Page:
Keywords: Adolescent mental health, Adolescents, Blacks, Emotional development, Emotions, Ethnic factors, Families, Focus groups, Hispanic Americans, Parent child relations, Parents, Racial factors

Kiefer H, Cohen N, Pape B. 2004. Handle with care: Strategies for promoting the mental health of young children in community-based child care. Toronto, Ontario, Canada: Canadian Mental Health Association and Hinks-Dellcrest Centre, 39 pp.

Annotation: This booklet, which is geared toward child care workers, supervisors, and directors, focuses on how mental health promotion can take place in the child care setting. Topics include developing trust, building positive self-esteem, expressing emotions, challenges and problem solving, relationships, respecting diversity, change and transitions, practitioner well-being, environment, and guiding practices. Examples of effective practices are provided. The booklet is available in English and French.

Contact: Canadian Mental Health Association, 1110-151 Slater Street, Ottowa, Ontario, Canada K1P5H3, Fax: (613) 745-5522 Web Site: http://www.cmha.ca Available from the website. Document Number: ISBN 1-894886-13-5.

Keywords: Child care, Child care centers, Child care workers, Cultural diversity, Emotions, Health promotion, Mental health, Non English language materials, Relationships, Self esteem, Trust

National Institute of Child Health and Human Development and National Black Child Development Institute. 2003. An activity book for African American families: Helping children cope with crisis. Rockville, MD: National Institute of Child Health and Human Development; Washington, DC: National Black Child Development Institute, 90 pp.

Annotation: The activities in this book are designed to help black parents talk with their children about emotions, thoughts, and feelings that may be difficult to discuss so that families can begin dealing with feelings in positive, constructive ways. The book is divided into the following sections: (1) inspire hope in your child, (2) be still and listen to your child, (3) support, comfort, and love your child, (4) give your child information that is age-appropriate, (5) help your child feel safe, (6) making a plan with your child for emergencies, (7) help your child feel good about himself, (8) pay attention to what your child watches on TV, (9) share your faith with your child, and (10) just for parents. Each section provides an explanation of the goals of the activities within the section, an affirmation drawn from African and African American proverbs, and several activities. The book contains color photographs and illustrations.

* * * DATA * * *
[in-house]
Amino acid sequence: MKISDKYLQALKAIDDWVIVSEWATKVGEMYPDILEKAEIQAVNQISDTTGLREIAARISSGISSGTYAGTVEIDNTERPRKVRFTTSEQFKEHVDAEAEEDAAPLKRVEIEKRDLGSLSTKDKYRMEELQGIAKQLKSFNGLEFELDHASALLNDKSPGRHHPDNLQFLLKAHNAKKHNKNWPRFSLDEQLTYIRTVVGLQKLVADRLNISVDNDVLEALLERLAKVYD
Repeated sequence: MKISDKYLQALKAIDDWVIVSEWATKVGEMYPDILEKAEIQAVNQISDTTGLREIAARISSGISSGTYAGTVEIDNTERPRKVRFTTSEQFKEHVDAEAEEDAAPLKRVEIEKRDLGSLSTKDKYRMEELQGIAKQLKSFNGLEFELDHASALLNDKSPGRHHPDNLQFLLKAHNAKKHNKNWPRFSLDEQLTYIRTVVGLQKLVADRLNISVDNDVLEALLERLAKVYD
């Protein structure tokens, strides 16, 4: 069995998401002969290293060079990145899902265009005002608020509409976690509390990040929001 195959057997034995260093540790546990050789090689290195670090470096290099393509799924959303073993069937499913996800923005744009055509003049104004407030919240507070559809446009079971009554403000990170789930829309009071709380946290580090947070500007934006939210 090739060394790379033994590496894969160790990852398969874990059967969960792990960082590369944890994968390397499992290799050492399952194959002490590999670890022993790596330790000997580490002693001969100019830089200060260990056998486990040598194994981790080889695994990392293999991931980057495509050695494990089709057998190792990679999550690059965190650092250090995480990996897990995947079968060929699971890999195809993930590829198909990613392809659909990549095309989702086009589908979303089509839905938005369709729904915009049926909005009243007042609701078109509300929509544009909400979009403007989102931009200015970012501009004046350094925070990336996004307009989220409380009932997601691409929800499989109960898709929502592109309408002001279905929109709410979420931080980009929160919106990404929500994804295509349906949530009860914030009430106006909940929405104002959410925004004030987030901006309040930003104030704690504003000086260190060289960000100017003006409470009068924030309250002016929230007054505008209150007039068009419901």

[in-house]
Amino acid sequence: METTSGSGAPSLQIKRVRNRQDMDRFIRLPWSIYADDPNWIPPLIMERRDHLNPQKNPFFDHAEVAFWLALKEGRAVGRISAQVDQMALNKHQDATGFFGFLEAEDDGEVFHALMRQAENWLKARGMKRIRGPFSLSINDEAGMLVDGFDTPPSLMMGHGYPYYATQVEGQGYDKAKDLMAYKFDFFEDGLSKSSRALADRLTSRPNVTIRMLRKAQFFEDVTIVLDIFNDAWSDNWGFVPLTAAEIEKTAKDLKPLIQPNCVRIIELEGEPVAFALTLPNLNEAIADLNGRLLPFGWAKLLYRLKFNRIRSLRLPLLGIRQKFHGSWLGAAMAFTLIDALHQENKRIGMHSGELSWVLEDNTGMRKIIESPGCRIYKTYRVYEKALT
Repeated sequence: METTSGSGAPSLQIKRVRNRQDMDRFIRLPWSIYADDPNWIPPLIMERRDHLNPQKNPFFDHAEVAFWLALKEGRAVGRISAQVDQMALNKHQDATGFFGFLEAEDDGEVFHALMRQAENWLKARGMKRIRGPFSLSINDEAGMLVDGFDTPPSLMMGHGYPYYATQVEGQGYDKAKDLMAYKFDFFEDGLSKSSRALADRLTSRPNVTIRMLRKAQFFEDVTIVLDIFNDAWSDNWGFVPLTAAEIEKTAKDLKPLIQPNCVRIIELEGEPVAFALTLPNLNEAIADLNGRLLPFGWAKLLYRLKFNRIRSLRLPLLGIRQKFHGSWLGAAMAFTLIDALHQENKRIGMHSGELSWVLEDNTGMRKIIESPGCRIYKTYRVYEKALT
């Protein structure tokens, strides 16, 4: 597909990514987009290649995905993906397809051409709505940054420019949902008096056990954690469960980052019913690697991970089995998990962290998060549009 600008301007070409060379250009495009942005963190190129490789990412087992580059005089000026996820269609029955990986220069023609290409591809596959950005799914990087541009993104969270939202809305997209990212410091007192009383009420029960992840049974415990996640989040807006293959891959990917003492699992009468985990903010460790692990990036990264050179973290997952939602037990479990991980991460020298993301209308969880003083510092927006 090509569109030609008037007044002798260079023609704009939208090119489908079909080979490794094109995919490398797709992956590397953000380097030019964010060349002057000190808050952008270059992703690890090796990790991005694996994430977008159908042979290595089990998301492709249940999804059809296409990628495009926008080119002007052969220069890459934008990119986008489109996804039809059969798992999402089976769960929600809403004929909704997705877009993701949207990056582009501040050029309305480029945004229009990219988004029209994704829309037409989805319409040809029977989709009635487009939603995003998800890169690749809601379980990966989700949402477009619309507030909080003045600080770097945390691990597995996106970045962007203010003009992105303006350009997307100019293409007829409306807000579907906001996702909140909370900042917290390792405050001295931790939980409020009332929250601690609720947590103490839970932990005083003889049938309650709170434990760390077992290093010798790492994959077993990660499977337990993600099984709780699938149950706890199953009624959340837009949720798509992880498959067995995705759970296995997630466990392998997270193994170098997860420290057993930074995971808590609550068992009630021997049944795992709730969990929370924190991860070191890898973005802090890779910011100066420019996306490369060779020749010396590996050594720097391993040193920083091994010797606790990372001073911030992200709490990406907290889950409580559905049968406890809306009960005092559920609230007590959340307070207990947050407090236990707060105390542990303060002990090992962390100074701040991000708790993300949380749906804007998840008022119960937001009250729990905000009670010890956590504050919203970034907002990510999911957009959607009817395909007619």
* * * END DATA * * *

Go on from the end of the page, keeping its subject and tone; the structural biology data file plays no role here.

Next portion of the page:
Contact: Eunice Kennedy Shriver National Institute of Child Health and Human Development, P.O. Box 3006, Rockville, MD 20847, Telephone: (800) 370-2943 Secondary Telephone: (888) 320-6942 Fax: (866) 760-5947 Web Site: https://www.nichd.nih.gov/Pages/index.aspx Available from the website. Document Number: NIH Pub. No. 03-5362B.

Keywords: Blacks, Child safety, Children, Communication, Coping, Cultural sensitivity, Emergencies, Emotional development, Emotions, Family life education, Materials for children, Parent child relations, Parent education, Parenting, Religion, Self esteem, Television

National Cancer Institute. 2001. Young people with cancer: A handbook for parents. Bethesda, MD: National Cancer Institute, 109 pp.

Annotation: This book, which is geared toward parents with a child who has cancer, provides information on all stages of a child's illness. It tells parents what to expect and suggests ways to prepare for different situations. Information about the following topics is included: (1) what cancer is and what the different kinds of cancers are, (2) how to find the best treatment, (3) cancer treatment and side effects, (4) common medical procedures, (5) how to talk to your child about cancer, (6) how to handle your own feelings, your child's feelings, and the feelings of others, (7) common health issues, (8) what the future holds, and (9) where to get more information. The book also includes a list of resources, a dictionary, and one appendix -- common childhood cancers.

Contact: National Cancer Institute, 6116 Executive Boulevard, Suite 300, Bethesda, MD 20892-8322, Telephone: (800) 422-6237 Secondary Telephone: Fax: (301) 402-0555 E-mail: cancergovstaff@mail.nih.gov Web Site: http://www.cancer.gov Available at no charge; also available from the website. Document Number: NIH pub. no. 04-2378.

Keywords: Cancer, Child health, Children, Communication, Drug effects, Emotions, Families, Parent child relations, Parents, Treatment

Pawl JH, St. John M. 1999. How you are is as important as what you do...in making a positive difference for infants, toddlers and their families. Washington, DC: Zero to Three, 44 pp.